Proposal to Limit BOS' Power Hits Legal Wall
Seekonk selectmen request a legal opinion whether a measure that would prevent them from serving on other town boards in most cases can be placed on a town meeting agenda.
Whether a proposal to prohibit selectmen from serving on other boards in most cases can be placed on a June town meeting agenda could depend on a lawyer's interpretation of the laws of Seekonk and Massachusetts.
The selectmen voted 3-2 Wednesday to seek legal advice on whether a petition featuring more than 100 signatures forced them to put the measure before town meeting voters.
Selectman Bill Rice, with the help of activists, collected the signatures to get the item on the agenda for the special town meeting (which will take place on the same night as the annual town meeting). Town Administrator Pam Nolan said more than 100 signatures on the petition were certified by the town clerk, exceeding the threshold required by the town charter. Selectmen Gary Sagar and Bob McLintock disagreed with her.
The charter states a petition featuring the signatures of "at least 100 registered voters may secure" the inclusion of a measure "for any duly scheduled special town meeting."
Only 10 signatures are needed to get an item on the agenda for an annual town meeting, but the deadline has passed for placing measures on that agenda.
McLintock and Sagar, who are opposed to the measure, said the use of the word "may" rather than "shall" in the charter means it would be up to the selectmen to determine whether the item should be placed on the agenda. However, Selectman Dave Parker noted that the Massachusetts law uses the word "shall," and he said state law supersedes town law.
McLintock said the issue should go to an attorney, angering board Chair Francis Cavaco, who said the town was spending too much money on legal advice.
"We can't be going to legal all the time … legal for this, legal for that; the dollar runs up," Cavaco said. "Legal don't care. It's billable hours."
Despite this statement, Cavaco voted with Sagar and McLintock to seek legal advice.
Rice said quietly, although it was picked up his microphone, "This board is going to get sued." He said loudly, "This is totally legal and I expect this board to respect the legality of our town charter."
Nelson Almeida, who helped Rice collect signatures, told Attleboro-Seekonk Patch that the law was clearly on the side of the petitioners.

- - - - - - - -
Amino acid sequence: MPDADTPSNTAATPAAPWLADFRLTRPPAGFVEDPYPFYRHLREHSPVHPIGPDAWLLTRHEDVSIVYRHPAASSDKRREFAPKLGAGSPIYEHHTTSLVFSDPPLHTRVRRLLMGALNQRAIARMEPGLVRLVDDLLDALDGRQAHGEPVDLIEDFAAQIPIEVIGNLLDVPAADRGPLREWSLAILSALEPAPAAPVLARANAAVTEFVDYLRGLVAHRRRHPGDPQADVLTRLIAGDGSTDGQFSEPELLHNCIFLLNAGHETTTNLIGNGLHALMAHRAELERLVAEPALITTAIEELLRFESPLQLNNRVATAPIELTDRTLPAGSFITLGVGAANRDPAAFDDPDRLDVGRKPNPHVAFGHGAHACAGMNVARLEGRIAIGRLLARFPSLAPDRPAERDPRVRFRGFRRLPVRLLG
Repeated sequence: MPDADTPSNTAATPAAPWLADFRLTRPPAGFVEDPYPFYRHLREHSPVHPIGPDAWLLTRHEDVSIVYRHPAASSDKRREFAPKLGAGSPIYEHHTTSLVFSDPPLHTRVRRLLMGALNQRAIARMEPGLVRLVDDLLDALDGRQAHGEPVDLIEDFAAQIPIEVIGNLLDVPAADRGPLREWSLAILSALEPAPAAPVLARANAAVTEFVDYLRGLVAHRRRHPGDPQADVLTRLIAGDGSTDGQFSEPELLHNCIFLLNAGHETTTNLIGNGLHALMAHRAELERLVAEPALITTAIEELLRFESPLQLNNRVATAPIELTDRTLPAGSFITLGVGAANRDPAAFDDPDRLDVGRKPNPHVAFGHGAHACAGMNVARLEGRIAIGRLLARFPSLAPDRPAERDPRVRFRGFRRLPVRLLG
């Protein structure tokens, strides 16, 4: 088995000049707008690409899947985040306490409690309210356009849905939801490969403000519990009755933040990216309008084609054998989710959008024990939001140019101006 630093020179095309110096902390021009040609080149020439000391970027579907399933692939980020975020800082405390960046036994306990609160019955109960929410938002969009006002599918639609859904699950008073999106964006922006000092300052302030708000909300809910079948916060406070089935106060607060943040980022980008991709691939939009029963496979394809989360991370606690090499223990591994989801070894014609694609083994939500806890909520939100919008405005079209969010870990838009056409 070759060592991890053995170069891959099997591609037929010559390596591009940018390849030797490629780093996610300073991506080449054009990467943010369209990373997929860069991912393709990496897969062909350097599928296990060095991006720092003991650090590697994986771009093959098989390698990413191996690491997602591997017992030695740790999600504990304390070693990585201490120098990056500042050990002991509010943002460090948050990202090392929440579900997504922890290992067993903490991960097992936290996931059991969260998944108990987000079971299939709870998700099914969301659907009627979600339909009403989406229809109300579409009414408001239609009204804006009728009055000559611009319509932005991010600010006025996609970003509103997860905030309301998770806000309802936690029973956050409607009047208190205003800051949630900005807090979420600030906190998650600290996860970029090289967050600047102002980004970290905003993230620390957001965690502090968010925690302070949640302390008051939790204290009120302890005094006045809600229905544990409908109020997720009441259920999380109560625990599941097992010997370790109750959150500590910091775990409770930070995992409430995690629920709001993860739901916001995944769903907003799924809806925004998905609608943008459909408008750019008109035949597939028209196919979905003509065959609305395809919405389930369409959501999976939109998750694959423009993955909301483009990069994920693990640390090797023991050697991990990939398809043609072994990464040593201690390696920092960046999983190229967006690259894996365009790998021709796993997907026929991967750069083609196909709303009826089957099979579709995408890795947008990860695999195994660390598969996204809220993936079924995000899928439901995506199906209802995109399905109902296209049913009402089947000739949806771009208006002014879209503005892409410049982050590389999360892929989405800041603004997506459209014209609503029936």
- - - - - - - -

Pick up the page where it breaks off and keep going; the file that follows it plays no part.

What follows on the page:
"It's state law that the petition needs to be accepted," Almeida said. "The people run the town, not the selectmen. The people need to vote if selectmen should be able to serve on multiple boards, not the selectmen."
The proposal to limit selectmen's power stems from public opposition to last year's appointments of Cavaco and McLintock to the Board of Health. Parker proposed last week that an item be placed on the town meeting agenda, but a final vote was not taken. Rice then started his petition, which called for a measure similar to Parker's proposal.
An exception to the prohibition, under Rice's measure, would be if a board did not have a quorum. A selectman could be appointed to serve until a replacement were found.
Rice said last week that allowing selectmen to serve on other boards was "an abuse of power." McLintock said this week that selectmen were placed on the BOH to settle the "constant battle" between its members and selectmen, and to "impress on [BOH members] what the issues were" regarding the board's purpose of serving the people.
He said limiting the selectmen's ability to appoint its members to a board would be a big mistake.
"I really don't think you can strip away the authority of the Board of Selectmen," McLintock said. "They are elected by all of the electorate in this town. And if this passes, there is just going to be nothing for them to do because they won't have the authority to do it."
The date of the town meeting was officially set for June 11. It had been originally scheduled for June 25, but was adjusted at the request of the school district to give earlier notice for teachers who might be laid off.
The start time of the meeting was adjusted again to 7 p.m. Selectmen had voted last week to move it to 6 p.m., but Sagar asked for another vote to be taken because he had changed his mind. McLintock was the lone vote against the re-adjustment.
Shortly after the town meeting begins, it will be adjourned so that the special session can take place. The lone item on the special agenda will be the senior center measure, and the proposal to limit selectmen's power could be added. After the special meeting concludes, the regular session will restart.
Also at the meeting on Wednesday, selectmen voted to appoint Robert Costa Jr. to fill a vacancy on the BOH. Almeida, who impressed many political observers with his surprising third-place finish in last month's selectmen election, was voted onto the Parks and Recreation Committee. He had applied for the BOH appointment as well.